Scholars are encouraged to explore the extent to which soft law delivers autonomous, self-standing solutions that are consciously removed from courts and parliaments, but which inversely, might be inclusive of non-state stakeholders. Does soft law pursue a declaratory and self-binding function in the sense that state consent reaches as far as political commitments, but without being formalized (see Höflinger, 2021)? Did the informal law-making resulting in the GCM’s 23 political commitments amount to a de-legalization of sensitive areas of compromise between national sovereignty, development cooperation and root causes (see Wessel, 2021)? Inversely, is the GCM’s negotiated outcome, one which relativizes the normativity of human rights and refugee protection, to de-politicize the lines of conflict and level the playing field for future consensual law-making between the Global North and South (see Pécoud, 2021)?

Any researcher, from migration or legal studies, is invited to contribute to this Research Topic. Legal analysis, either stand-alone or in combination with an interdisciplinary approach, is particularly encouraged. The Editors encourage/welcome papers that draw on critical traditions such as TWAIL, CRT, Feminism etc.) in examining questions at the intersection of international economic law and migration law.

Specific themes could include:

- Why is soft law being mobilized in international migration law?
- How useful for international migration law is the linear, dichotomous definition of soft law, traditionally in use in legal theory and deriving, by negation, from hard law?
- Reflecting on (non-)dichotomy theory: is soft law a substitute or complement to hard law?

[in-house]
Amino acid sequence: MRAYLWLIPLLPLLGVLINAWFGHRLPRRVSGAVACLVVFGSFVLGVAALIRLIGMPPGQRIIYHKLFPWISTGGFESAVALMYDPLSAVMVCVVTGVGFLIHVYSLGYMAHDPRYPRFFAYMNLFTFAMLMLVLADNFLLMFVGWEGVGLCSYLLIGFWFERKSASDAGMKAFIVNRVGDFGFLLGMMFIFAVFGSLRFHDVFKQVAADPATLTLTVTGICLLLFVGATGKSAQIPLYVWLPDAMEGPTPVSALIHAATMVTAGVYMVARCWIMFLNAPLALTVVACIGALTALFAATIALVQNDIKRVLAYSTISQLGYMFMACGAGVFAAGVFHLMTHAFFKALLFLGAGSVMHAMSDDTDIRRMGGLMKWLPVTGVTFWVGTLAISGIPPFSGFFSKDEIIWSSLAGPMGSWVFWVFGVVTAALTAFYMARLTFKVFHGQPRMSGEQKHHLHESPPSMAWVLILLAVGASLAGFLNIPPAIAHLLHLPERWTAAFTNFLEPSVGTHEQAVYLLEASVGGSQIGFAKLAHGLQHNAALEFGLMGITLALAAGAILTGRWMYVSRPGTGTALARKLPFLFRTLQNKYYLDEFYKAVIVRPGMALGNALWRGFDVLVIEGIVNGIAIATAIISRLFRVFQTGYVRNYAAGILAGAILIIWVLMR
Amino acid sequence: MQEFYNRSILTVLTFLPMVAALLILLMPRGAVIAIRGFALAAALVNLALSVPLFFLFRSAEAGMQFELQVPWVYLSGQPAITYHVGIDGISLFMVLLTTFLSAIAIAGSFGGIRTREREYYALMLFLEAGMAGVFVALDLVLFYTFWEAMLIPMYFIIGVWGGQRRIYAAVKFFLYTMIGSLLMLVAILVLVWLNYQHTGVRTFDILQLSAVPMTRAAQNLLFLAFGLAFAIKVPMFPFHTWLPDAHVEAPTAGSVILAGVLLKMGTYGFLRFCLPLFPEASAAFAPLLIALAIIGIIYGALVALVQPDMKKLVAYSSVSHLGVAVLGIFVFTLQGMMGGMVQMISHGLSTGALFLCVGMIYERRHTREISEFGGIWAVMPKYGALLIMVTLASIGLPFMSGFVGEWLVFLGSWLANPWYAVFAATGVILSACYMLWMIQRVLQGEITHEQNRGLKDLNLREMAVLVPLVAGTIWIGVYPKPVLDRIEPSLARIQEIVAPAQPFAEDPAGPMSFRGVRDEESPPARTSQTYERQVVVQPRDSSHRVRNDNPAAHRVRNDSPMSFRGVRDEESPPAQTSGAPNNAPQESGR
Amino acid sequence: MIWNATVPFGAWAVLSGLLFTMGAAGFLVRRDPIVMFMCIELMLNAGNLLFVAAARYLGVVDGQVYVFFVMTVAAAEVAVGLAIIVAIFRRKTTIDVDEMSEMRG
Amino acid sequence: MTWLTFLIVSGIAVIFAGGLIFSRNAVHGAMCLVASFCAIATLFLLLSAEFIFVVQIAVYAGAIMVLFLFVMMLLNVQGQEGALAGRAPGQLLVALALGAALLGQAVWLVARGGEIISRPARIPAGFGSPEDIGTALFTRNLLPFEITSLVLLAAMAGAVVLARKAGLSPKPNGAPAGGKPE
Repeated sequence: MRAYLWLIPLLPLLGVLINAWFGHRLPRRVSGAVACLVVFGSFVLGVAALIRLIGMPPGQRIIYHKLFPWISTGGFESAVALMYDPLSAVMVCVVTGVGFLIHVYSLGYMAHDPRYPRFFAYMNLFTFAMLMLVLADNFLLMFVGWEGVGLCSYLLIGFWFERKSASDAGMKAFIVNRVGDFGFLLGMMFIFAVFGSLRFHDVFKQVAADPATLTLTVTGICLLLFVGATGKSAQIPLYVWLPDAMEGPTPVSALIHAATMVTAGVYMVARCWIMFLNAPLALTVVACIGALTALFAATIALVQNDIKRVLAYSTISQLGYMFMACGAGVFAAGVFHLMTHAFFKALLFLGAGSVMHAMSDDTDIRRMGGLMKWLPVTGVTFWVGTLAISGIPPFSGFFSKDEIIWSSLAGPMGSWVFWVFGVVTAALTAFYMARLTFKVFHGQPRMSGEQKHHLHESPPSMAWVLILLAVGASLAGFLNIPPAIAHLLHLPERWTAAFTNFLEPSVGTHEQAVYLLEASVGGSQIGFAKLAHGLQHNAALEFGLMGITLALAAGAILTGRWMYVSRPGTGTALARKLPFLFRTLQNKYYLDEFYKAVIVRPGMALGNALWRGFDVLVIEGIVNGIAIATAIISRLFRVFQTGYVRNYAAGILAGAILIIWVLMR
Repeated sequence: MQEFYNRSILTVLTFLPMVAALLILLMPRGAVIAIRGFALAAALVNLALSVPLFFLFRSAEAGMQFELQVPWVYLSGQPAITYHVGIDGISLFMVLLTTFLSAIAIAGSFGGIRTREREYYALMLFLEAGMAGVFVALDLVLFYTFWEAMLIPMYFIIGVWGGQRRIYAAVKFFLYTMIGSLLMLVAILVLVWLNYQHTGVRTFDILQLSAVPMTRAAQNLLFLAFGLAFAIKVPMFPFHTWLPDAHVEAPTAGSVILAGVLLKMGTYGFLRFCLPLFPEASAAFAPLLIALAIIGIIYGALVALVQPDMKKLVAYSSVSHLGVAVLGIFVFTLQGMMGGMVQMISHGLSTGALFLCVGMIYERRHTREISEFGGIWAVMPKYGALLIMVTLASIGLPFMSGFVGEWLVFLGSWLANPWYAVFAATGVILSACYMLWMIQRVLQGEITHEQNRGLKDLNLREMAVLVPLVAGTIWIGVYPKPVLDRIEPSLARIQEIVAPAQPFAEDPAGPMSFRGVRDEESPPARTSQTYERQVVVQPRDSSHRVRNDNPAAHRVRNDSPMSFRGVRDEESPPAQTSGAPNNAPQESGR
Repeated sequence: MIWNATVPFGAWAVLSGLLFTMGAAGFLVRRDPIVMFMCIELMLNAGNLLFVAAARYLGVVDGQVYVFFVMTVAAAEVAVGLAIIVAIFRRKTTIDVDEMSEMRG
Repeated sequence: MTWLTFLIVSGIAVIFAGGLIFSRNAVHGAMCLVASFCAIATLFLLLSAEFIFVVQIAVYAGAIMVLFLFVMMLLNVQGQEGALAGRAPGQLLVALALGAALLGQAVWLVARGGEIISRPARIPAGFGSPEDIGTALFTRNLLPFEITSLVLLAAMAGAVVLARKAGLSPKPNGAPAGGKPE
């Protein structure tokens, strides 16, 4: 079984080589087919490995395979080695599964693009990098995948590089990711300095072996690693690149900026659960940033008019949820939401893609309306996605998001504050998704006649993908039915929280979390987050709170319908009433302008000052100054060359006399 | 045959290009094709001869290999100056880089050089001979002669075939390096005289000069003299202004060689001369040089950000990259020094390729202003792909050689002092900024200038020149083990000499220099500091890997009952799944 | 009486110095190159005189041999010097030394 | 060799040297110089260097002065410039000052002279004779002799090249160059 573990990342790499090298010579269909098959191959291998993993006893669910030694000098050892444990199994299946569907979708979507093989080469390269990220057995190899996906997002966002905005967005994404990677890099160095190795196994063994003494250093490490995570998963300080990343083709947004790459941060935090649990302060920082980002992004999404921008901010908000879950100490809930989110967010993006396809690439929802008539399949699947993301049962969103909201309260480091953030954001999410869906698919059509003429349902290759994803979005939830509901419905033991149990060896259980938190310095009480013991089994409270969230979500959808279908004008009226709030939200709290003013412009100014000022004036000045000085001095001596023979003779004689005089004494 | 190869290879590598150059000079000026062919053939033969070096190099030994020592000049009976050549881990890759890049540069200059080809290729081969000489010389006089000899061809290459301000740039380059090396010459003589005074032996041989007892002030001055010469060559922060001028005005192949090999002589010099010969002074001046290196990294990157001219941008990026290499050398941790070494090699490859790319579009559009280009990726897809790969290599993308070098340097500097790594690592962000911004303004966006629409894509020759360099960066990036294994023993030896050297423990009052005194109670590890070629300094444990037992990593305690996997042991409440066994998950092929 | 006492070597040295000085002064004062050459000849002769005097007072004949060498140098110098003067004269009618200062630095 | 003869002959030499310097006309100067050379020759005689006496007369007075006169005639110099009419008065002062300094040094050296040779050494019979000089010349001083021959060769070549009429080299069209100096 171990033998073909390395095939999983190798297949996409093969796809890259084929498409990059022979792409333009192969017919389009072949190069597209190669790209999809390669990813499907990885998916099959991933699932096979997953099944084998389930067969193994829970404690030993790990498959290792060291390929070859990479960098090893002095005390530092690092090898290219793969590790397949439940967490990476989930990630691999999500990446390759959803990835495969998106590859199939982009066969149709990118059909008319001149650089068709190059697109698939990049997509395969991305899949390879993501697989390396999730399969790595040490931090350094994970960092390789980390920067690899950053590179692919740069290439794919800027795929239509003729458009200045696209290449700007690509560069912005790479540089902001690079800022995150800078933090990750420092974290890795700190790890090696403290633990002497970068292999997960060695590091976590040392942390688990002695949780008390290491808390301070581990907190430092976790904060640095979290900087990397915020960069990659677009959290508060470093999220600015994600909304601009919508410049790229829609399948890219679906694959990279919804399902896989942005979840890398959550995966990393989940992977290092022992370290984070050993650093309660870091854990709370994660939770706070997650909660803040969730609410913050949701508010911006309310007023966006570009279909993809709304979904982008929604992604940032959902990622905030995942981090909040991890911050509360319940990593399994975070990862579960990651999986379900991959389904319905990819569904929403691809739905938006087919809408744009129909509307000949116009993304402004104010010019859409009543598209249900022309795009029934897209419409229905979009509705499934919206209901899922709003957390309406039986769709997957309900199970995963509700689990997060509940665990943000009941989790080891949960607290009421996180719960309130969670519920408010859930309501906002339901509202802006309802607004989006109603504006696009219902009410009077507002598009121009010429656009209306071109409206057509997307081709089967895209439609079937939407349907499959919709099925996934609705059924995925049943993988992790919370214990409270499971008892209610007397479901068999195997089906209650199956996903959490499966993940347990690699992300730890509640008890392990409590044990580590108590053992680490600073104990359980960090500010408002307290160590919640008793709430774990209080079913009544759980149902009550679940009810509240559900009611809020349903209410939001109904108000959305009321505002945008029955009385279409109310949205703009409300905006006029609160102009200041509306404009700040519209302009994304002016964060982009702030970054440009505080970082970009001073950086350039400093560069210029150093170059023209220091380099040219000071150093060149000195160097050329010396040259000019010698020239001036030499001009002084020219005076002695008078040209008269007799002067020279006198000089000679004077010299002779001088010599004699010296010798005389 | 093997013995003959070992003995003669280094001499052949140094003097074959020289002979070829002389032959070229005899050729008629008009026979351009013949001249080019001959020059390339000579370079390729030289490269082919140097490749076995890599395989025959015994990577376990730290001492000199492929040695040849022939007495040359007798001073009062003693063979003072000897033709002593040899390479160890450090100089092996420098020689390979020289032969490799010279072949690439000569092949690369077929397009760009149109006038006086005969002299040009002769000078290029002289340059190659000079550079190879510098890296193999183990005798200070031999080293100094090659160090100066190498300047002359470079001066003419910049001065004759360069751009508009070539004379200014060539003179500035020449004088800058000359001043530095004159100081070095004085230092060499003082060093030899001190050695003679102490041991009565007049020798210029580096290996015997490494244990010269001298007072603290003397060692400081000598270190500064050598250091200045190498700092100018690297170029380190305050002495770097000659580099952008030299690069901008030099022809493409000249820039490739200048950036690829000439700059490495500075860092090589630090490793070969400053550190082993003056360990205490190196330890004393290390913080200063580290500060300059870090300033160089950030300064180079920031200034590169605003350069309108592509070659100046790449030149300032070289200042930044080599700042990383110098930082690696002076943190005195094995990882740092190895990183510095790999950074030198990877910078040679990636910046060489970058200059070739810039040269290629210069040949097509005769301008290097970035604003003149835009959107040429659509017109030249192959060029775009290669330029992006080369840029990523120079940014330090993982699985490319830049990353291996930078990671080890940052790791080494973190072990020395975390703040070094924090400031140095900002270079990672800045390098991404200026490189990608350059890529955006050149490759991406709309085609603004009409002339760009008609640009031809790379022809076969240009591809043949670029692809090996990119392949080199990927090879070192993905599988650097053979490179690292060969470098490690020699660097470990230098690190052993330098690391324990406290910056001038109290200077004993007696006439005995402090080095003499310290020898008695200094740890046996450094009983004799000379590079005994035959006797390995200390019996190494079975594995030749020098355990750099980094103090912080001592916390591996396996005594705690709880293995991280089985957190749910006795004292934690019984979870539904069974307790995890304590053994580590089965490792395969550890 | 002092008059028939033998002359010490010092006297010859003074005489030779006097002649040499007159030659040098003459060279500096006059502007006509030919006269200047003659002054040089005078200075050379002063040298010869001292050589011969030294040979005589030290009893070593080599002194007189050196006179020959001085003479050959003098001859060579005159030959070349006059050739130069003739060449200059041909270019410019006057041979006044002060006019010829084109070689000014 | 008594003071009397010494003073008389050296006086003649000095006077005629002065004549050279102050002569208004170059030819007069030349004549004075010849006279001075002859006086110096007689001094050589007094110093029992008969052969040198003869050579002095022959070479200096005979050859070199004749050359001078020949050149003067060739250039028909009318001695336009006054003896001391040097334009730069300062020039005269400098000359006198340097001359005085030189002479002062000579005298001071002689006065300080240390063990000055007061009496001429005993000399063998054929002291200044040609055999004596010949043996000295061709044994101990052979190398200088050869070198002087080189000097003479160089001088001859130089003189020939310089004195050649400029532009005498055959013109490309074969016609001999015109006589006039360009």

- Is soft law de-legalizing human rights and other international obligations in the GCM? Or is it an opportunity for inclusivity of non-state actors?
- What are alternative autonomous, self-binding functions of soft law beyond ‘filling in the gaps’?
- What authority and control do states in the GCM, or in other soft cooperation frameworks, intend to make more effective?
- Why do states, and which ones (sending, transit, receiving), benefit from the wider spectrum of formats available to soft law (compact, partnership, dialogue, agenda, joint understanding)?
- Is there a “firming up” of soft law in IML and for what regulatory contents?
- Is soft law a process within the making of custom, mirroring an expression of a legal conviction (opinion juris) in IML?

Keywords: soft law, international migration, GCM, migration governance, international migration law, global cooperation framework

Important Note: All contributions to this Research Topic must be within the scope of the section and journal to which they are submitted, as defined in their mission statements. Frontiers reserves the right to guide an out-of-scope manuscript to a more suitable section or journal at any stage of peer review.